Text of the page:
Sewage sludge, or "Biosolids"
We didn't know that this kind of thing still went on, but scientists spread "biosolids" on yards in poor black neighborhoods in Baltimore to test whether it might protect kids from lead poisoning. The theory was that the iron and phosphates in the sludge would bind to the lead and help it pass through the child's body if eaten.
The parents were told that the stuff was harmless compost, when in fact sludge can be contaminated with heavy metals, pharmaceuticals and microorganisms. Nor were they told that in many parts of the country and in Canada, sludge is not even used on farmland, far away from soil-eating kiddies, because of worries about toxicity.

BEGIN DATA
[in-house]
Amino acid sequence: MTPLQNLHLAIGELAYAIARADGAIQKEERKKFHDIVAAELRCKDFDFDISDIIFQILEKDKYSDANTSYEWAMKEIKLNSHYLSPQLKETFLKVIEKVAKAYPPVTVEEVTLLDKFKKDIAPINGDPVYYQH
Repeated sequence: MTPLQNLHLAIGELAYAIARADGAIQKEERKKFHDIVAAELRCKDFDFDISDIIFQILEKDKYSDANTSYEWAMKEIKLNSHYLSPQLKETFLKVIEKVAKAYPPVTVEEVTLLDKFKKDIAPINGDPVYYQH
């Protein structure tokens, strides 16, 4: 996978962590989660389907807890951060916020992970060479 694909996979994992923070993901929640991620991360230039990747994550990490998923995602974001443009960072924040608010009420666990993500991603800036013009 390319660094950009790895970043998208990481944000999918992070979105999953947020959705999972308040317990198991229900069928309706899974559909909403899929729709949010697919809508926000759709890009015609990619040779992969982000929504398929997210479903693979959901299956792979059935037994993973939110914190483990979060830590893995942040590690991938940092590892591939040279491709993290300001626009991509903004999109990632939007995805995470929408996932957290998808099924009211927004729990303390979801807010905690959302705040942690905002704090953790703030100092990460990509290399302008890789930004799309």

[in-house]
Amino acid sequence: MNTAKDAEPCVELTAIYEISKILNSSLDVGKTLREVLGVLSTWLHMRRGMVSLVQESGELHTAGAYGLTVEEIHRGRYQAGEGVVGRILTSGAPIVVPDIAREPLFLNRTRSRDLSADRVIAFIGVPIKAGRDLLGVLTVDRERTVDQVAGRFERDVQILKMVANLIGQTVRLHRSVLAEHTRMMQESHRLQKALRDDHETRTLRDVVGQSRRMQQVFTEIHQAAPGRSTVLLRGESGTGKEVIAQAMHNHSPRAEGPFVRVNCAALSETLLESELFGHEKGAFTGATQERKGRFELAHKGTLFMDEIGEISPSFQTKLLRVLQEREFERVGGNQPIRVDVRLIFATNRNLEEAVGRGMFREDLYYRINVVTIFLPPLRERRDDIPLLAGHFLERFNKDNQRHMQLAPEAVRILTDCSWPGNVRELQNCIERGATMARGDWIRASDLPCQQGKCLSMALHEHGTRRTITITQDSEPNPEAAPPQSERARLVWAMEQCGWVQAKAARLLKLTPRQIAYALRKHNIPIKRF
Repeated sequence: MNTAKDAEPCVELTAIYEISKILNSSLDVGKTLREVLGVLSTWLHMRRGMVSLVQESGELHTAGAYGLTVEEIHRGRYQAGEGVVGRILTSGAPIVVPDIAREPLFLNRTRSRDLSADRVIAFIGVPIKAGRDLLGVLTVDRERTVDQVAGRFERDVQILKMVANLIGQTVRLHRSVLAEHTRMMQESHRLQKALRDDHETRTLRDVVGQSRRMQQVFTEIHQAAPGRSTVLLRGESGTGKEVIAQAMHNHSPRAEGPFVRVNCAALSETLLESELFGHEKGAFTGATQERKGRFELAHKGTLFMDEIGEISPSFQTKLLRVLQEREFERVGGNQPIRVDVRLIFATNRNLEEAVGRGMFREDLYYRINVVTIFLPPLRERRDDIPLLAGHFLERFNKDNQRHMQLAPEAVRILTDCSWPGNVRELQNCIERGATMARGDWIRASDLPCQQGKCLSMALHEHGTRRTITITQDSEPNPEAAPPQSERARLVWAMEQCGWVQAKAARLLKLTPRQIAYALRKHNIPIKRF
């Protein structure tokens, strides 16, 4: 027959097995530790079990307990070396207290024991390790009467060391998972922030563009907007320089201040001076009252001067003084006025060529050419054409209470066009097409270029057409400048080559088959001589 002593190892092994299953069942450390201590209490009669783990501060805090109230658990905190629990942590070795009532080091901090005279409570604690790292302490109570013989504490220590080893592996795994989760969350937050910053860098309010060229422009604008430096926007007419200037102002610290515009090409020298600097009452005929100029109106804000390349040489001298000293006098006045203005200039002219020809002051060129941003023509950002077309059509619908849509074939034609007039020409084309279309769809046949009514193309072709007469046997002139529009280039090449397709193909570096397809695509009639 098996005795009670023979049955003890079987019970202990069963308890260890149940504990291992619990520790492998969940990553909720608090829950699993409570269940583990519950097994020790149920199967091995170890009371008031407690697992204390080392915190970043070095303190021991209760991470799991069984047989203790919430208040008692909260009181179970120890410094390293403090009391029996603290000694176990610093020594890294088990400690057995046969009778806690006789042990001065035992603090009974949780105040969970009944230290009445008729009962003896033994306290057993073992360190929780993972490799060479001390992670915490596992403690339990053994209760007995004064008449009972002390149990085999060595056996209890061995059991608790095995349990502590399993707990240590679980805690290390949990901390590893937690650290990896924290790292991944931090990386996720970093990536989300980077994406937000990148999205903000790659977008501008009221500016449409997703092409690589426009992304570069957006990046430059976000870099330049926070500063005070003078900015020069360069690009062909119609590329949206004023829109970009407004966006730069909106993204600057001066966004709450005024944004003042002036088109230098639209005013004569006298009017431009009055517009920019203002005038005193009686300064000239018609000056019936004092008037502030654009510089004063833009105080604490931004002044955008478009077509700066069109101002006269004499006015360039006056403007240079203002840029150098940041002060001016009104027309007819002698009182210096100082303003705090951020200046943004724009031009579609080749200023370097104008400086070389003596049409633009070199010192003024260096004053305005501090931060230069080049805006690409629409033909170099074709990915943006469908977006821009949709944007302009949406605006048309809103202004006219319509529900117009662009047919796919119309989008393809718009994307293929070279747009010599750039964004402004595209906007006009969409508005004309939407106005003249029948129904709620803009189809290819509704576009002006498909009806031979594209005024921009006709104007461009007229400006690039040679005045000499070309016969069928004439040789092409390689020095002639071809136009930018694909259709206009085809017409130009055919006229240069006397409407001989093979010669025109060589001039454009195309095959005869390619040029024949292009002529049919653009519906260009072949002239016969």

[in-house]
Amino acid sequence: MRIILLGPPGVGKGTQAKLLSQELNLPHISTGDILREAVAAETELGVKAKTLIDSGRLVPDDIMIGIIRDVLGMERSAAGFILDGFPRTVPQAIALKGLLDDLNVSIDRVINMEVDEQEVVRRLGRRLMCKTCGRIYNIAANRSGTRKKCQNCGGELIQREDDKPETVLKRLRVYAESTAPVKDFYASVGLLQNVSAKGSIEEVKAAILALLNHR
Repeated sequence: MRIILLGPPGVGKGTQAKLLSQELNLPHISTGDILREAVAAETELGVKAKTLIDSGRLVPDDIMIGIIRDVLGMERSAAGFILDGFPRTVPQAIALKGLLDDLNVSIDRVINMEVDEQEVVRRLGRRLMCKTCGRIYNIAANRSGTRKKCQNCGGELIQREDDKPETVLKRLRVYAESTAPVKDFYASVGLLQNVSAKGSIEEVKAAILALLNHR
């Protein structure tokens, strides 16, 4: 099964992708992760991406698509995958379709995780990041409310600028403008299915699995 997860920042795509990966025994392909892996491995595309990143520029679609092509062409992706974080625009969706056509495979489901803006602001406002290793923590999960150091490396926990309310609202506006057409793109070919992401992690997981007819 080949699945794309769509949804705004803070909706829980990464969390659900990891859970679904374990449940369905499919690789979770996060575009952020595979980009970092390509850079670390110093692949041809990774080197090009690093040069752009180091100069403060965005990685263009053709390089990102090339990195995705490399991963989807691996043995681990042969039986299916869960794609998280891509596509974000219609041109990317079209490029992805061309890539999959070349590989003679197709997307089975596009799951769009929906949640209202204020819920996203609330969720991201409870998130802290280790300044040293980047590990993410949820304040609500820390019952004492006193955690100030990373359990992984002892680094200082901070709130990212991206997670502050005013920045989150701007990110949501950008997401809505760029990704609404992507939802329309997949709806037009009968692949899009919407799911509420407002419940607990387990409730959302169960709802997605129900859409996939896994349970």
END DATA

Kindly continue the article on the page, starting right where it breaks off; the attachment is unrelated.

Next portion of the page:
One environmentalist said choosing poor neighborhoods destined for demolition makes it hard to track a study's participants. "If you wanted to do something very questionable, you would do it in a neighborhood that's not going to be there in a few years." ::Examiner